Winter spreading of manure was apparently not a concern in February 1971, as avoiding winter freeze-ups was promoted as one of the benefits of the Starline Rotaspreader.
The stories in our Feb. 25 issue reflected the concerns over wheat marketing at the time, as Western Canada was sitting on a huge surplus. Wheat board minister, Otto Lang announced a $40-million, three-year program to convert four million acres to perennial forage for livestock. Following recent failure to reach a new International Wheat Agreement without any price agreement among exporters, some western MPs including future wheat board minister, Don Mazankowski pressed the government to establish a $3-per-bushel minimum for wheat sold to the domestic market.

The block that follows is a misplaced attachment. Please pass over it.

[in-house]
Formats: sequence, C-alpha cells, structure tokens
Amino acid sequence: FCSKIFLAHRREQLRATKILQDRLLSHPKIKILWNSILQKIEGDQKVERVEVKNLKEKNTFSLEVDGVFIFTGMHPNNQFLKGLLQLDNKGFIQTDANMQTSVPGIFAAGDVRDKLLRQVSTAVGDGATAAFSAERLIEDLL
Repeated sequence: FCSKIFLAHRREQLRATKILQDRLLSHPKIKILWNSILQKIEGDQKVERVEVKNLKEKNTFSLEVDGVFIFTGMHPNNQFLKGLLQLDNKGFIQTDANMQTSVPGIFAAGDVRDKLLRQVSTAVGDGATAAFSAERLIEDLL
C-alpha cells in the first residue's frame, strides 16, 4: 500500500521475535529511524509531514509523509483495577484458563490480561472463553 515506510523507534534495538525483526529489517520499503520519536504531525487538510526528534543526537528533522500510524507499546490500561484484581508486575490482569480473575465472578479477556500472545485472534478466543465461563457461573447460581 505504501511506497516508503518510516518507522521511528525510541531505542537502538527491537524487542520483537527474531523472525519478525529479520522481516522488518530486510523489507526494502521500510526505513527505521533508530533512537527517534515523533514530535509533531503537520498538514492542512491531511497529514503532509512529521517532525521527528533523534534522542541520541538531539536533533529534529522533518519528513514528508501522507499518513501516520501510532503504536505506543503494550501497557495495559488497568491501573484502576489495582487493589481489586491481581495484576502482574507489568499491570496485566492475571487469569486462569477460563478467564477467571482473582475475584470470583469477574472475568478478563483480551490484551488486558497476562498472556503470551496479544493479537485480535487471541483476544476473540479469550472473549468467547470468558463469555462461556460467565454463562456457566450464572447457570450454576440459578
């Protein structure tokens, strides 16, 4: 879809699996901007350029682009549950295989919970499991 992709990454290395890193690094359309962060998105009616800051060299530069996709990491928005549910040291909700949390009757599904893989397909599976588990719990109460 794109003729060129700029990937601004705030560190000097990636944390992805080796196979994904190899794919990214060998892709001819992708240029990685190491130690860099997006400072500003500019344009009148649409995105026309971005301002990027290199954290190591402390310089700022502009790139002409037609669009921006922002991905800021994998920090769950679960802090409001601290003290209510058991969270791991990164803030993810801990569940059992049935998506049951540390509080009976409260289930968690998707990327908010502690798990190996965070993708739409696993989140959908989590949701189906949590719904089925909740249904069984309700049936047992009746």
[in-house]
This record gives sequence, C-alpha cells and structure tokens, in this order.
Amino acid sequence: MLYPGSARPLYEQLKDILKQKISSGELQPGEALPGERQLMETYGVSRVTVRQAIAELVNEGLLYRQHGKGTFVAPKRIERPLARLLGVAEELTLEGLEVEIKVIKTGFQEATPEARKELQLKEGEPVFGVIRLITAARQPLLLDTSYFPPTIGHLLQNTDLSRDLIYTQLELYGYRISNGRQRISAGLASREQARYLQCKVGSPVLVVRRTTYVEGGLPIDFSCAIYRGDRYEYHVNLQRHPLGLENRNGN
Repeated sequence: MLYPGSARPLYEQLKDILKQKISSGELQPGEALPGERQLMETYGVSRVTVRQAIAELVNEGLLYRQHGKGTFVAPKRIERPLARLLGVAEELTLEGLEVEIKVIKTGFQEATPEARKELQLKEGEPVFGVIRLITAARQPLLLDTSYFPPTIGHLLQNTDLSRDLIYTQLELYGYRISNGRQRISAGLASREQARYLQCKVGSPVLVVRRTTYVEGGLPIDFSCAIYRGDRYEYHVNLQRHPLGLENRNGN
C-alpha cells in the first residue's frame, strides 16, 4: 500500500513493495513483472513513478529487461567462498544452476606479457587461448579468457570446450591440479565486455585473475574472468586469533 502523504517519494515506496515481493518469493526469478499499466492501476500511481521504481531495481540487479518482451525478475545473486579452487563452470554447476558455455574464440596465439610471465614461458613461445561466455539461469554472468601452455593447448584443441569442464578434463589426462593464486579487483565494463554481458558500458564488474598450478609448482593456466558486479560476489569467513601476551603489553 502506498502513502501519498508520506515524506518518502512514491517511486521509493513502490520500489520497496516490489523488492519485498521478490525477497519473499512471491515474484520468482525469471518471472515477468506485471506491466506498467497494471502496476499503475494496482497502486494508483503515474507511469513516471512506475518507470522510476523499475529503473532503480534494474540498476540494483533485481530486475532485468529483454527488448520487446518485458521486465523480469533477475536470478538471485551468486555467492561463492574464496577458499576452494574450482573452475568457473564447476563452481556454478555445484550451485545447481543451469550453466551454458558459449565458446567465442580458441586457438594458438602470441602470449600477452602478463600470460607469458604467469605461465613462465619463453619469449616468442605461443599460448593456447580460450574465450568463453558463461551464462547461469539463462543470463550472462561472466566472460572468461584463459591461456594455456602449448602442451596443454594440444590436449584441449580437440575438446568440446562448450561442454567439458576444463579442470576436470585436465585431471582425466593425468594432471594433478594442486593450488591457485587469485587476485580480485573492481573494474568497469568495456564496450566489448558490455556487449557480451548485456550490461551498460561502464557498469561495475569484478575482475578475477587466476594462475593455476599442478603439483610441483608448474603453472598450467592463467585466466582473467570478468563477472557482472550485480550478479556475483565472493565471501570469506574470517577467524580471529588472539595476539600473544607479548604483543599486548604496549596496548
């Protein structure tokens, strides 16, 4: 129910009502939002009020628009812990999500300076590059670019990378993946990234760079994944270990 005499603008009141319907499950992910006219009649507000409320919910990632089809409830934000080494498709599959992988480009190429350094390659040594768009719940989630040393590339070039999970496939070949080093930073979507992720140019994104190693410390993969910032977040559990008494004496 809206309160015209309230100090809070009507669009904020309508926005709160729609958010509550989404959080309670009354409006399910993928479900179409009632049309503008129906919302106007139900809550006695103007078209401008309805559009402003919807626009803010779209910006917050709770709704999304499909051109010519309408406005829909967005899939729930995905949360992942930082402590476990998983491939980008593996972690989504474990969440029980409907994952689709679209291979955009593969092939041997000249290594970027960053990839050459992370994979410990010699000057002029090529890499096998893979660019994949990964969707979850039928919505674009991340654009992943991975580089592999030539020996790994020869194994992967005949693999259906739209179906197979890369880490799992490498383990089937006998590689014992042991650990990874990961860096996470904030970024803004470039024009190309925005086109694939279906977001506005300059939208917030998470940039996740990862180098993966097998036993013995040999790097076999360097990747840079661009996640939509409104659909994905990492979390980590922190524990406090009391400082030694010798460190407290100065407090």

Despite the wheat surplus, barley was still in demand and the wheat board was encouraging farmers to deliver to meet export sales.
Manitoba was also taking steps to improve marketing. Agriculture Minister Sam Uskiw announced staff had been selected for a new agricultural marketing branch which would assist producers and businesses in selling products domestically and internationally.
In order to make the wheat more marketable internationally, Agriculture Minister H.A. Olson announced that a new protein-grading system would be introduced Aug. 1. The current grades of No. 1 and No. 2 Northern would be combined into a new grade of No. 1 Canada Western Red Spring.